Consuelo Mack: And a lot of them are family owned? Is that correct?

Charles Royce: Many of them are family owned. Many of them are exactly what you would look for, high returns, very good governance, dividends, excellent prospects, sort of niche products, and they’re very active in the emerging markets.

Consuelo Mack: You mentioned dividends. Of course, investors have been looking for dividend- paying stocks. We don’t typically think of small company stocks as paying dividends, but in fact that’s yet another class of small company stocks that you’re also mining and investing in at Royce.

Charles Royce: There’s no question about it. People think small companies are just sort of biotech or fancy or high growth or speculative, et cetera. In fact, there are plenty of stable dividend-paying companies. We have a theme and a few funds, our Total Return Fund and Dividend Value Fund that specialize in dividend-paying companies. We can capture I believe very decent returns, maybe not the tippy-top returns, with far less volatility in using these dividend-paying companies, and there are plenty of them, and we love finding them.

Consuelo Mack: Chuck, do you have a favorite company or two that exemplified the kinds of companies that Royce invests in over time that you’re investing in now that are in one of the many portfolios that you run personally?

Charles Royce: Sure. There would be maybe two good examples. Lincoln Electric. They are in the welding business which sounds like a pretty narrow business.

Consuelo Mack: Woo!

Charles Royce: But it’s a very wonderful business. They are a global company. They are located in the Midwest in this country, but they have a global reach. They understand the right way to allocate capital, and it’s a very typical company for us. It’s in many of our portfolios. Another company in the financial services business that we like which is not a bank … we have not loved banks. We didn’t love them before the financial crisis, and we don’t love them now … is an asset manager called Federated Investing which is located in Pittsburgh, and they specialize in money market funds. Interest rates have been horribly low, and that has impacted them, but I believe interest rates will do fine over time, and they have actually consolidated their position.

Consuelo Mack: Royce Funds runs well over 20 funds, and you’ve just mentioned some of them. I mean, they’re premier. They’re micro-cap. They’re dividend funds. They’re international funds. Is there one particular area of fund, Royce Funds, that you think has exceptional opportunities above the average Royce Fund for instance at this point?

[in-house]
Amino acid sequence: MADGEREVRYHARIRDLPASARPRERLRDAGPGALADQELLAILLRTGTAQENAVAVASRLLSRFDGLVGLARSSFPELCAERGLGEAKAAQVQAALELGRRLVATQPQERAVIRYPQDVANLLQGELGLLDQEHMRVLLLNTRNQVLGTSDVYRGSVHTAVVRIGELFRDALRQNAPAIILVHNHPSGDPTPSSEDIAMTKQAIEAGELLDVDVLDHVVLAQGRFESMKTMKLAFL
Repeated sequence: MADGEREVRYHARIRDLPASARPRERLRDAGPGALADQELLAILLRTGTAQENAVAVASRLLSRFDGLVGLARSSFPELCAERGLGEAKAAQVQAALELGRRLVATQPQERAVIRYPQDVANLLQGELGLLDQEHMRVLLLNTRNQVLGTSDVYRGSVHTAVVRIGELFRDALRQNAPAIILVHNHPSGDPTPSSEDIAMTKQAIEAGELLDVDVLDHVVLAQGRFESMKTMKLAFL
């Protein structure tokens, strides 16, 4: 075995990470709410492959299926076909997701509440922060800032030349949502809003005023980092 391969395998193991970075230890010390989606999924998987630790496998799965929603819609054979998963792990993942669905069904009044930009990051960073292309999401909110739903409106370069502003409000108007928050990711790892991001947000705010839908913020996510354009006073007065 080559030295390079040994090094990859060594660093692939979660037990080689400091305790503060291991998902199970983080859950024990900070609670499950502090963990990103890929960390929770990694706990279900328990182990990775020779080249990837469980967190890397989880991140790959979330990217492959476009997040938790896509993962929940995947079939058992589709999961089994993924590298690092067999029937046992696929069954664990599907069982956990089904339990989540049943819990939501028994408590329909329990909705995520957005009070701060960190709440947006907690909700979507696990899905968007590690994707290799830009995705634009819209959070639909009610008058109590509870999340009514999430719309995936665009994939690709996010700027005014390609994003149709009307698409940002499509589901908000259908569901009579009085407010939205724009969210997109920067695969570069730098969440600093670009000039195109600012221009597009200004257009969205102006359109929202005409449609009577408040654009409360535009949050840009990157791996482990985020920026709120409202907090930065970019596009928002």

Charles Royce: Sure. Our quality-based fund, Royce 100. Lauren Romeo and myself run that fund. It specializes in superior companies where we have high conviction, and it has underperformed somewhat in the last three years as this whole quality theme has underperformed, and I believe it is an outstanding possibility for the next three to five years.

Consuelo Mack: So quality is going to count.

Charles Royce: Quality has turned around, and quality is going to be the leader.

Consuelo Mack: Final question. One investment for a long-term diversified portfolio, and of course you cannot recommend one of your funds. What would you have all of us own some of in a diversified portfolio?

Charles Royce: You must think active management. So my recommendation on that question is pick an active manager with a great long-term record. Active management will come back into play as markets go through a much more normal volatility period just as we’re having right now.

Consuelo Mack: Chuck Royce, thank you so much for joining us on WealthTrack.

Charles Royce: Thank you.

Consuelo Mack: At the close of every WealthTrack we try to give you one suggestion to help you build and protect your wealth over the long term. This week’s action point borrows some research from Morningstar’s Russell Kinnel which fits into a frequent WealthTrack guest theme. This week’s action point is: buy some unloved sectors of the market. For the past 20 years Morningstar has tracked the annual performance of the most heavily sold mutual funds, which they call the unloved, vs the most bought categories…the loved. Using a 3-year holding period, the unloved funds returned an annualized 10.4% vs 6.4% for the most loved. Kinnel recently looked at what investors fled last year in his monthly fund investor newsletter. What were the unloved categories of 2013? Kinnel says there were large redemptions in large-growth, commodities, and precious metals funds. Among Kinnel’s recommendations in each unloved category are: Primecap Odyssey Growth, which he calls one of the best growth funds around. Harbor Commodity Real Return Strategy run out of PIMCO, because of transaction costs he recommends holding it in tax- sheltered accounts. And in precious metals, Oppenheimer Gold and Special Minerals Fund. With a nearly 48% loss last year, Kinnel says it is the epitome of unloved. Kinnel recommends holding the unloveds for a minimum of three years. Next week we will sit down with MIT professor and hedge fund manager Andrew Lo, a financial thought leader who is working on strategies to make us better investors despite ourselves! His latest MIT project: Artificial Stupidity! You won’t want to miss that conversation.

For more of our interview with Chuck Royce, including his views on high-frequency trading go to and click on the extra feature.

Plus in WealthTrack Women, our panel of female financial advisors will discuss how women differ from men as investors.

In the meantime, thank you for joining us. Have a great weekend and make the week ahead a profitable and a productive one.